35. Department of Communication and the Arts. Broadcast and content reform package. 2017. Available from: https://www.communications.gov.au/what-we-do/television/broadcast-and-content-reform-package. Accessed 28 June 2017.
  36. Adams PJ. Moral jeopardy: risks of accepting money from the alcohol, tobacco and gambling industries. Auckland: Cambridge University Press; 2016.Google Scholar
  37. Adams PJ, Buetow S, Rossen F. Vested interests in addiction research and policy-poisonous partnerships: health sector buy-in to arrangements with government and addictive consumption industries. Addiction. 2010;105(4):585–90.View ArticlePubMedGoogle Scholar
  38. Markham F, Young M. “Big gambling”: the rise of the global industry-state gambling complex. Addict Res Theory. 2015;23(1):1–4.View ArticleGoogle Scholar
  39. Cassidy R, Loussouarn C, Pisa A. Fair game: producing gambling research—the Goldsmiths report. London: Goldsmiths, University of London; 2013. Available from: http://www.gold.ac.uk/gamblingineurope/report/.Google Scholar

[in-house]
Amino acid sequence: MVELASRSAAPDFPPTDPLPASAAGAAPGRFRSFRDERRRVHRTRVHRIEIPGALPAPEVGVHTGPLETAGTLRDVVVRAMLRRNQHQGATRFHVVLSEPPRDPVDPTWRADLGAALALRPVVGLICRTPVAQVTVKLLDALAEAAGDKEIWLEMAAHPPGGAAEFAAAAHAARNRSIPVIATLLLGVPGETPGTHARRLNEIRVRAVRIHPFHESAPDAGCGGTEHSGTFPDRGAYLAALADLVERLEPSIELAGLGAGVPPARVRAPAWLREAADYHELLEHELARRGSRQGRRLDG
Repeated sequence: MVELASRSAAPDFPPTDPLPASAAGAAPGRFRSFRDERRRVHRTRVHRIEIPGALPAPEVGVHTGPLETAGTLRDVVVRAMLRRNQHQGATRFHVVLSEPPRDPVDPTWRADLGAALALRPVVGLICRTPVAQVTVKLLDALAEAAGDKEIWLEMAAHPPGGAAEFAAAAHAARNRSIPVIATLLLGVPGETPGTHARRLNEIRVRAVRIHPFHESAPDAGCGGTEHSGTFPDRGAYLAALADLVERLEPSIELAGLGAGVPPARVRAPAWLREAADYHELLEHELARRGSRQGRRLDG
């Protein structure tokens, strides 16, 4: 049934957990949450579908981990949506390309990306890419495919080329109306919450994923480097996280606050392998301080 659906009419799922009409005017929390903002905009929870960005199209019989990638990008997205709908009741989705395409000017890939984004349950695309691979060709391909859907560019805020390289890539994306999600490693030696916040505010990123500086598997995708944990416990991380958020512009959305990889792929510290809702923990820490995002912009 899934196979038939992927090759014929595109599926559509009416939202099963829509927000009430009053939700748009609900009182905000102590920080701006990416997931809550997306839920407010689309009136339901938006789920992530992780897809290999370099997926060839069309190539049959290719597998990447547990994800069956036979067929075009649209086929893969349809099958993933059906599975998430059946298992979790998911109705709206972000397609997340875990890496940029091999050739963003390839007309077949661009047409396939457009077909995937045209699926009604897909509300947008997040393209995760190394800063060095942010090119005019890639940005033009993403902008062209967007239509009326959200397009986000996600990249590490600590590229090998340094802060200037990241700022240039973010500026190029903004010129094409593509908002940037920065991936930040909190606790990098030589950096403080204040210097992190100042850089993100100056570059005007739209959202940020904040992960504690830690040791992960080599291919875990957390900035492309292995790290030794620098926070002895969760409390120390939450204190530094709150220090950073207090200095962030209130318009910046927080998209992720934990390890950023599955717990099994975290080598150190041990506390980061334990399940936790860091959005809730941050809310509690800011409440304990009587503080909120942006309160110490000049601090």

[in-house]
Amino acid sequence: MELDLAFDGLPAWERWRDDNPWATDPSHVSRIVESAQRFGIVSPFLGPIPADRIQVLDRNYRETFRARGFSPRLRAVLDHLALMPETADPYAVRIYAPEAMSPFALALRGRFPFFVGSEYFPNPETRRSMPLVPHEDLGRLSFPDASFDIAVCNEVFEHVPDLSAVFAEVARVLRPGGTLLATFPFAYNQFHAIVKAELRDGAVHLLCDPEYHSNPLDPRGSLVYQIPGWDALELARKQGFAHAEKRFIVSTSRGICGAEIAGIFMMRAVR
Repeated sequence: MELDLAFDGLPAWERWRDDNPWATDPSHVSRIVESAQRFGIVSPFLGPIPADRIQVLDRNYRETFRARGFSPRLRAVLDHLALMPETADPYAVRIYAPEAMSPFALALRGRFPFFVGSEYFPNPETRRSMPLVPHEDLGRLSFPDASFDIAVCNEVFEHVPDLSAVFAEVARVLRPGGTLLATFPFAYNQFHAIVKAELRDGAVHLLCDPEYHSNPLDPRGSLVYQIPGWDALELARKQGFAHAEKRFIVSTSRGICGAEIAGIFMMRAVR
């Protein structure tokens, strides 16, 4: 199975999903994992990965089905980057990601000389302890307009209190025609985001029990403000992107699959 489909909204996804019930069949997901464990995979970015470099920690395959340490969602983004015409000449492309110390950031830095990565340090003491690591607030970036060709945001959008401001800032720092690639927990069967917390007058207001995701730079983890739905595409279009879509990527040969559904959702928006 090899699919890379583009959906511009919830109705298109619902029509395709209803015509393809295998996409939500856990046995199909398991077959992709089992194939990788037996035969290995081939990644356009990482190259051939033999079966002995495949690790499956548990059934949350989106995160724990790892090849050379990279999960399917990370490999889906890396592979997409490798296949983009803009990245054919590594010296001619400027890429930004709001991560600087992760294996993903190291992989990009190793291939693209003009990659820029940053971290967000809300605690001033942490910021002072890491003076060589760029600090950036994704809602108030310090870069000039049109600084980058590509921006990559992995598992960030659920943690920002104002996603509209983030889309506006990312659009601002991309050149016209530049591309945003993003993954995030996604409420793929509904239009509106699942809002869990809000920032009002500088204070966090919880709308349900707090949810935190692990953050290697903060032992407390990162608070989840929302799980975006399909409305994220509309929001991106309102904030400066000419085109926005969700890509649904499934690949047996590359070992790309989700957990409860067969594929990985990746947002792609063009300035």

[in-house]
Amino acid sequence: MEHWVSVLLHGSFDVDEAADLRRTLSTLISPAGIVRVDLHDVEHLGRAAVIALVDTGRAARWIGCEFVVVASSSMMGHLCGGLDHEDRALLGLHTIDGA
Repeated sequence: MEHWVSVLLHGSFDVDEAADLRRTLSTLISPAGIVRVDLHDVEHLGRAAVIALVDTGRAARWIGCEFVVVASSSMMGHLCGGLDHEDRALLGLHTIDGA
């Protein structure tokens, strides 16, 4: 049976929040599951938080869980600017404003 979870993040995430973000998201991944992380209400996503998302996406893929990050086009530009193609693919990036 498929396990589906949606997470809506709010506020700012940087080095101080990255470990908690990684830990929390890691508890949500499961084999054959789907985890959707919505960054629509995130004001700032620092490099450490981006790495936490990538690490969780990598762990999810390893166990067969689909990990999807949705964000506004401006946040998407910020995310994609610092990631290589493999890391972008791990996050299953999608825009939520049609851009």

40. Cowlishaw S. Legitimate concerns about industry involvement in gambling research: response to Delfabbro and King. Int Gambl Stud. 2017;2017:1–6.View ArticleGoogle Scholar
  41. Scollo M, Winstantly M. Tobacco in Australia: facts and issues. Melbourne: Cancer Council Victoria; 2016. Available from: www.TobaccoInAustralia.org.au.
  42. Clubs Australia. Part of the solution: clubs promoting a culture of responsible gambling. Sydney: Clubs Australia; 2012. Available from: www.clubsnsw.com.au/circulars/CA-PartOFtheSOLUTION%202012.pdf.Google Scholar
  43. Livingstone C, Johnson M. Gambling lobby gives big to political parties, and names names. The Conversation. 2017 23rd February. Available from: https://theconversation.com/gambling-lobby-gives-big-to-political-parties-and-names-names-73131. Accessed 2 May 2017.
  44. Tasker S-J. Stephen Conroy bats for bookies, urges ads regulation. The Australian. 2017 18th April. Available from: http://www.theaustralian.com.au/business/stephen-conroy-bats-for-bookies-pushes-for-regulation-of-wagering-ads/news-story/609ef65d46072e28d2abe1ad7adb66e9. Accessed 21 Apr 2017.
  45. Responsible Wagering Australia. Code of Conduct. 2017. Available from: http://responsiblewagering.com.au/code-of-conduct/. Accessed 7 July 2017.
  46. Markham F. Ka-Ching! How the gambling lobby won the fight over pokie reforms. The Guardian. 2015 11th June. Available from: https://www.theguardian.com/commentisfree/2015/jun/11/ka-ching-how-the-gambling-lobby-won-the-fight-over-pokie-reforms. Accessed 28 Jun 2017.

Copyright

© The Author(s). 2017

Advertisement